Messages

  • Feb. 19, Mid-term 1, in class.
  • Apr. 8, Mid-term 2, in class.
  • May 8, 8-10am, Final.

Learning outcomes and competences

After attending this course, participants should be able to
  • Given an algorithm, analyze its correctness and running time.
  • Given a problem, design a correct and efficient algorithm for it, express it in a form that a programmer can easily convert into code.
  • Have an idea about what problems are intractable, and basic algorithms for those that are tractable.
  • Know the mathematical techniques that you will need to analyze your algorithms.

  • Course syllabus

    Course summary

    In this course we will discuss some basic techniques for algorithm design and analysis, including:
    - Sorting and searching
    - Divide-and-conquer
    - Dynamic programming
    - Greedy algorithms
    - Graph algorithms
    - NP-completeness
    See an introduction

    Lecturer

    Qin Zhang
    Office hour: Wednesday 4-5pm, Luddy 3044
    Email: qzhangcs@indiana.edu

    Associate Instructors
  • Mohsen Sayyadiharikandeh
    Office hour: Monday 4-5pm, Info East 310A
    Email: msayyadi@iu.edu

  • Harshad Badiyani
    Office hour: Thursday 4:30-5:30pm, Luddy 3040
    Email: hbadiyan@iu.edu

  • Jong Sung Park
    Office hour: Tuesday 2-3pm, Luddy 3040
    Email: jp109@iu.edu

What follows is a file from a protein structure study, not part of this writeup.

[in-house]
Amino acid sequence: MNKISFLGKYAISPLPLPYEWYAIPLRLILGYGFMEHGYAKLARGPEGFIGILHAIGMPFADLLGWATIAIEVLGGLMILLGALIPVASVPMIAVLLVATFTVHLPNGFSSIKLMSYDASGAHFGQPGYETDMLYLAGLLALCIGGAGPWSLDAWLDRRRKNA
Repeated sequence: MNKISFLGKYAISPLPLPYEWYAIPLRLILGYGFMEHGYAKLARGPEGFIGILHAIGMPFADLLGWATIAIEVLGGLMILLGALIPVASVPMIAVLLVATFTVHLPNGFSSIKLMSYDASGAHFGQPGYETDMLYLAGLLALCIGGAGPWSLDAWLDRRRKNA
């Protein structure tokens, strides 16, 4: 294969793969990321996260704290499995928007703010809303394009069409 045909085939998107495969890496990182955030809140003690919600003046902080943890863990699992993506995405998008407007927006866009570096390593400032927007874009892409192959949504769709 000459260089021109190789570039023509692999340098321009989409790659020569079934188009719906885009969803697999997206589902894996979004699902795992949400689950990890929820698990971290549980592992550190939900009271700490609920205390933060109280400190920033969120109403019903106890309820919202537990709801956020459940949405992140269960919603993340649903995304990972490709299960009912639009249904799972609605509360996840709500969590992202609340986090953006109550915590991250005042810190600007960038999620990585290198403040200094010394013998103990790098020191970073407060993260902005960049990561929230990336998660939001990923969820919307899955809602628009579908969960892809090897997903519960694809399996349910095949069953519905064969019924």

• You can also talk to
  • Yan Song
    Office hour: Friday 10-11am, Luddy 2033KK
    Email: songyan@iu.edu

  • Time and place

    9:30am-10:45am Monday/Wednesday, Myles Brand Hall (Informatics) E130

    Texbooks

    Required Textbook: [KT] Algorithm Design, J. Kleinberg, E. Tardos. Pearson Education.
    Supplementary Textbook: [CLRS] Introduction to algorithms, T. Cormen, C.Leiserson, R. Rivest, C. Stein. 3rd edition. MIT

    Grading

    • Assignments 30%

      Six written assignments. Assignments are posted in Canvas, and are due before class on the due date, in hard copy. If you can, typeset in your favorite software and bring printed hard copy to class. If you are handwriting, make sure it is legible.
      No extensions or late homeworks will be granted.

    • Exams 70%

      (1) Mid-term 20%
      (2) Mid-term 20%
      (3) Final 30%
      There will be NO make-up exams. If students have to miss the in-class midterm exam due to family/medical emergencies (and/or other reasons which will be granted on a case by case basis), they need to contact the instructor before the exams for permission, and their other exam grades will be re-weighted. Internship and job application interviews and paper deadlines are NOT proper reasons to miss an exam.

    Course policies

    For assignments, students may discuss answers with anyone, including problem approaches and proofs. But all students must write their own proofs, and write-ups. The names of all people that you have talked to should be listed at the beginning of the first page. If a solution comes from existing papers/web/books, they must be properly cited, and you must write the solution in a way that demonstrates your understanding (simply copying the solution will be considered as plagiarism, and will result an "F" for the entire course). All deadlines are firm. No late assignments will be accepted unless there are legitimate circumstances.
    For more details, see Indiana University Code of Student Rights, Responsibilities, and Conduct.

    Prerequisites

      CSCI-C241 "Discrete Structures for Computer Science", CSCI-C343 "Data Structures", and MATH-M 216 "Analytic Geometry and Calculus II" (or MATH-M 212 CALCULUS II). The prerequisites are enforced.